South Africa: Addressing SRHR vital for youth

South Africa: Addressing SRHR vital for youth

Date: March 3, 2016
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Durban, 3 March 2016: Sexual and reproductive health and rights (SRHR) play a major role in the lives of young people, enabling them to decide freely and responsibly on all aspects of their sexuality.

Last week, the AIDS Foundation of South Africa hosted its annual Regional Learning and Sharing Conference in Durban, under the theme “Policing Sexualities: Sex, Society & State”. Delegates from across the continent shared experiences and knowledge on the complexities of making sexual and reproductive health rights real in Africa and beyond.

The watershed 1994 International Conference on Population and Development (ICPD) Platform of Action called on governments to address the needs and rights of young people related to SRHR. A number of covenants and policy frameworks, like the 2006 Maputo Plan of Action have been signed and ratified concerning reproductive health and the rights of young people in Africa.

In 2008 The Southern Africa Development Community (SADC) Protocol on Gender and Development called on member states to develop, adopt and implement legislative frameworks, policies, programmes and services to enhance gender sensitive, appropriate and affordable SRHR services.

According to the SADC Gender Protocol Barometer 2015, included within the several definitions of SRHR is the elimination of unsafe abortions, unwanted pregnancies, eliminating sexual violence as well as coerced sterilisation and inadequate access to family planning services.

Access to SRHR information and services do not seek to grant a license to young people to engage in early sexual activity. Instead, it is an effort to build the capacity of young people and to avail them of necessary tools to make responsible sexual decisions, to protect their health and that of their future children.

Adolescents and young people in Sub-Saharan Africa constitute 19.6% of the population.

Addressing young people’s SRHR in Africa is vital, given the devastating impact of HIV and AIDS, persistent child marriages, high rates of unintended pregnancies, and the risk that those pregnancies may lead to such as unsafe abortions, given restrictive laws and the inaccessibility of safe services. The SADC Gender Protocol Barometer 2015 highlights that in SADC abortion is illegal in at least 11 countries. Where it is legal, there are many conditions and procedures hindering realising rights and choices around abortion.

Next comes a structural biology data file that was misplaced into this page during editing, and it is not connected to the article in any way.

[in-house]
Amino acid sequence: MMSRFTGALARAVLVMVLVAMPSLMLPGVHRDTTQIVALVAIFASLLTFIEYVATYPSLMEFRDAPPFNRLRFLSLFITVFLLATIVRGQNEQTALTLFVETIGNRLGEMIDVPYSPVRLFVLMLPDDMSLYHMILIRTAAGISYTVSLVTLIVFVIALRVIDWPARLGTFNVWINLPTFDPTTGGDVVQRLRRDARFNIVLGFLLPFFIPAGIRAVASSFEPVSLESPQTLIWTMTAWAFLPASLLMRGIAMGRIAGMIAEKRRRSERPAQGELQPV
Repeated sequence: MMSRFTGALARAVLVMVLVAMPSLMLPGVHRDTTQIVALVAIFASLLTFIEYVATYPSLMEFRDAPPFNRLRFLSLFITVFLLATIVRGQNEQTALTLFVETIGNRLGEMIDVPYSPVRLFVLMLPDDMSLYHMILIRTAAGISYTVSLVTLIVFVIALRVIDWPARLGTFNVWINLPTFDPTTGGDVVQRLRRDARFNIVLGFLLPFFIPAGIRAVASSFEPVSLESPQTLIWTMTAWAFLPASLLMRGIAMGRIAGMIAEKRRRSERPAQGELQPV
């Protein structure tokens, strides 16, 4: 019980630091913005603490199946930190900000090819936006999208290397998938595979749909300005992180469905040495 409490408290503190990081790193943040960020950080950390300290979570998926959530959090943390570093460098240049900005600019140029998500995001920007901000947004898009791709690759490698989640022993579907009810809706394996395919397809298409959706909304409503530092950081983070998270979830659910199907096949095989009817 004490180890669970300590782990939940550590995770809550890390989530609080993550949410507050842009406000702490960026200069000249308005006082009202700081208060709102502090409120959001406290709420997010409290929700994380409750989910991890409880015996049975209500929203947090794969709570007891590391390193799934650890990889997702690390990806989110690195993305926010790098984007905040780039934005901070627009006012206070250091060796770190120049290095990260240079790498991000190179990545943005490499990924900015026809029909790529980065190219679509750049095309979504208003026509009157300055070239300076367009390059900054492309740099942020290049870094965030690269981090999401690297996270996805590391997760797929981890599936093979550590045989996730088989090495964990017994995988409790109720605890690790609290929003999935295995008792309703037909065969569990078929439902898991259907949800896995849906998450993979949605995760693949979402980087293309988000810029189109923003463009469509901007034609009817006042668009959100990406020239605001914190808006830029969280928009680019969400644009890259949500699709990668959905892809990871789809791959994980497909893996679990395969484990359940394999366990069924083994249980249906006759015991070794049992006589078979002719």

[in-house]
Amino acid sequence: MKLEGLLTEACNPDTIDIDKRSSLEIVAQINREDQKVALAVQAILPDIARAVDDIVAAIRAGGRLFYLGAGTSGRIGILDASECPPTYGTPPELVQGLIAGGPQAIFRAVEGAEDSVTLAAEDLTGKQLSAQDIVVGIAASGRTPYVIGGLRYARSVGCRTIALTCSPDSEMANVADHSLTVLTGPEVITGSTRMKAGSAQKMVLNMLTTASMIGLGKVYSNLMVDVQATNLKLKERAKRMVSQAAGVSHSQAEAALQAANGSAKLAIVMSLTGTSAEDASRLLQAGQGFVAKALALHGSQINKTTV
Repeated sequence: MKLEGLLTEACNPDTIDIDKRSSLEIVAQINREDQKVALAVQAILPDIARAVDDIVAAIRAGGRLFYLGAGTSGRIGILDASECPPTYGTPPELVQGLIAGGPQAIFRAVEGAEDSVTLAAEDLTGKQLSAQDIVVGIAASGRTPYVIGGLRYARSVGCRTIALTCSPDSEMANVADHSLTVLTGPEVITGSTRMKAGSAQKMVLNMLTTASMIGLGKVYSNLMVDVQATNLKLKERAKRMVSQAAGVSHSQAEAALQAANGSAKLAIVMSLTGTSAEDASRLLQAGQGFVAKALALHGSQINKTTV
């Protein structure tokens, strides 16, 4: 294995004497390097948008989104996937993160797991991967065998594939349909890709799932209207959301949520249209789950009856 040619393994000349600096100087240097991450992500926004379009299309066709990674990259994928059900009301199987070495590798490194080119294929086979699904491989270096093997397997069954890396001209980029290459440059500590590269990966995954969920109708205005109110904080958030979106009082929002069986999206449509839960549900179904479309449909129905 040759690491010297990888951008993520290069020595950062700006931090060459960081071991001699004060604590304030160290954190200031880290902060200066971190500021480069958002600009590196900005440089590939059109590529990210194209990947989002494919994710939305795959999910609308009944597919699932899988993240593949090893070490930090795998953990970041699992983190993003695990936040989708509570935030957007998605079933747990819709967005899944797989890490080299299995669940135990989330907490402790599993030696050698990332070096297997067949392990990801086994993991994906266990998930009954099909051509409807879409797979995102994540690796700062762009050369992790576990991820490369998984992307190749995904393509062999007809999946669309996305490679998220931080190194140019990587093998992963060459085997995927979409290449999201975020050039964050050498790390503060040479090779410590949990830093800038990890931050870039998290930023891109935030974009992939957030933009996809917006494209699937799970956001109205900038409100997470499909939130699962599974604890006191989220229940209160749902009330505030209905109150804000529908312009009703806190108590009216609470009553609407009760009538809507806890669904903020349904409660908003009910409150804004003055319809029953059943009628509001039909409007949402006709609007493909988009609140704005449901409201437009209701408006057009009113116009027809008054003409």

Despite these, SRHR remains a non-priority issue on the development agenda of many sub-Saharan Africa countries due to limited political leadership and commitment to the realisation of SRHR, and inadequate resource allocation. The language of rights in SRHR is still controversial in African countries. This undermines SRHR policies and programmes.

According to Advocates for Youth, each year there is an estimated 2.2 million unintended pregnancies among adolescents in sub-Saharan Africa. Almost 54% of unintended adolescent pregnancies in sub-Saharan Africa occur among married women.

A key element of the AIDS Foundation of South Africa’s work is gathering scientifically sound evidence both to inform the interventions and to ensure that the experiences and needs of targeted communities reach policy makers and opinion formers.

Also critical is enabling organisations working in remote and impoverished areas to collaborate with each other and share the lessons – both good and the shortcomings – of their work.

Many of the challenges to realising SRHR are common to communities and countries throughout SADC. While the contexts vary in terms of legal status for Lesbians Gay Bisexual Trans sexual Intersex (LGBTI) people, the prevalence of child marriage, or access to antiretroviral treatment – the barriers to making choices and services freely available and accessible to everyone are often similar. These relate to among other things, poverty, inequality, patriarchy, to epidemics, to lack of political will, cultural, religious or institutional discrimination.

There is a need for governments to develop programmes that provide access to comprehensive sexual and reproductive health services that include contraception, safe abortion and post-abortion care counselling and treatment for all young people.

It would be unforgiveable for a parent, a community, a nation or the whole global development community to make a 13-year investment on the education of a girl, only to hold back the services and information that would prevent her from having an unplanned pregnancy, and dying from the complications of unsafe abortion, pregnancy and childbirth.

Let us organise an effective response in eradicating the barriers and boundaries, to make sexual and reproductive health rights real in Africa.

(Oliver Meth is a Social Advocacy Journalist This article is written in his personal capacity as part of the Gender Links New Service).